Bosses today rarely apologise and inspire less trust

by | Feb 4, 2014

Only 5% of UK employees and 3% in EMEA  get an apology from their boss whenever they make a mistake, which is affecting levels of trust in leaders and employee engagement according to a global survey.

The Global Leadership Pulse survey found that 49% of staff claim their boss never or rarely apologises, yet in contrast, nearly 60% of UK managers believe they always say sorry –  suggesting that leaders are mishandling mistakes at work or not communicating properly.

Managers who choose to ignore their workplace missteps are afraid of tarnishing their image. 71% of managers say they refrain from asking for forgiveness for fear of appearing incompetent, while 29% are afraid of looking weak. According to the survey the most egregious examples of bad boss behaviour include, in order:

  • Lying
  • Taking credit for others’ ideas or blaming employees unfairly
  • Gossiping
  • Poor communication
  • Lack of clarity

Managers not taking responsibility for workplace gaffes is having a direct correlation to how much employees trust company leadership. 49% of managers and 24% of employees believe that acknowledging personal mistakes is one of the key things leaders can do to inspire trust; and being able to trust your boss today is very important for 93% of the employees surveyed.

But with 33% of employees claiming that their bosses rarely even acknowledge their own mistakes, the workplace today has become more treacherous. 30% of UK staff say they trust managers less today, compared with past years. Leaders had an even more cynical view than the employees, with 38% of managers saying that employees trust their managers less now than in the past. Overall, less than 5% of employees said they trust their leaders ‘to a very great extent’ today.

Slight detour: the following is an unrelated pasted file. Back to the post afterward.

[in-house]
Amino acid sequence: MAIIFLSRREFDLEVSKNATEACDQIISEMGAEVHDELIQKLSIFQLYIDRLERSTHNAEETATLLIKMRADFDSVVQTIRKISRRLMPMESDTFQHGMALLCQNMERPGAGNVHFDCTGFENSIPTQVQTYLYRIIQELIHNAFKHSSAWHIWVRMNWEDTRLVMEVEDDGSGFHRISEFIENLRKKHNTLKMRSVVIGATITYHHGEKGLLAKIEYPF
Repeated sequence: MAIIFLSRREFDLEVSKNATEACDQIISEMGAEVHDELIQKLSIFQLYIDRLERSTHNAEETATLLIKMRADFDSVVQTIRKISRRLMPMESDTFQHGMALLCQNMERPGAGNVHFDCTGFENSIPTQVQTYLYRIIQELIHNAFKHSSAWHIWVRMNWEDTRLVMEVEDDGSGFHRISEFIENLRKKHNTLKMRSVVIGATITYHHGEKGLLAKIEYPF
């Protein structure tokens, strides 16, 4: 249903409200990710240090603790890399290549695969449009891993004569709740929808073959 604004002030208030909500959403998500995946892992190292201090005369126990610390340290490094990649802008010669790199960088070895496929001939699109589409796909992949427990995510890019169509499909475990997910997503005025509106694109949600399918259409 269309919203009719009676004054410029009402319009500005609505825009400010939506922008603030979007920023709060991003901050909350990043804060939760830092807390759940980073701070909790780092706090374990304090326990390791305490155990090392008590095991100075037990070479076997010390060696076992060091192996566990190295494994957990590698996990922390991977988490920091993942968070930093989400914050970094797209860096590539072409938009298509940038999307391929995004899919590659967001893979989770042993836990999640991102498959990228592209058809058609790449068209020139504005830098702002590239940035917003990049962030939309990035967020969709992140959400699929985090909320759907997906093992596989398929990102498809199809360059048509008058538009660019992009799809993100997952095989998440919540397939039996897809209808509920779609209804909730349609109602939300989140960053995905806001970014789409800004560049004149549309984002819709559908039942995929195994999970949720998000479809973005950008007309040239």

“When managers aren’t transparent in their actions – and that includes accepting responsibility for errors, being truthful with their employees and acknowledging hard work – that tends to breed mistrust among employees,” said Graham Scrivener, managing director of Forum EMEA. “Lack of employee engagement is a huge issue among UK workers and our research found that employees who register low levels of trust at work, are also the most likely group to report low engagement.”

The study found that whilst trust in the UK workplace has suffered in recent years, there are certain actions that both employers and employees agree can bolster trust in addition to acknowledging personal mistakes. According to the survey, the four most effective tactics for inspiring trust are:

  • Listening to employees and understanding their concerns
  • Walking the talk – managers doing as they say
  • Following through on commitments
  • Encouraging employees to offers ideas and suggestions

LMI-UK specialise in offering proven programmes with a unique methodology at all levels of the Organisation to help Managers and Leaders develop trust and engage with their people more effectively produce the levels of performance needed to be competitive. Contact Us to find out more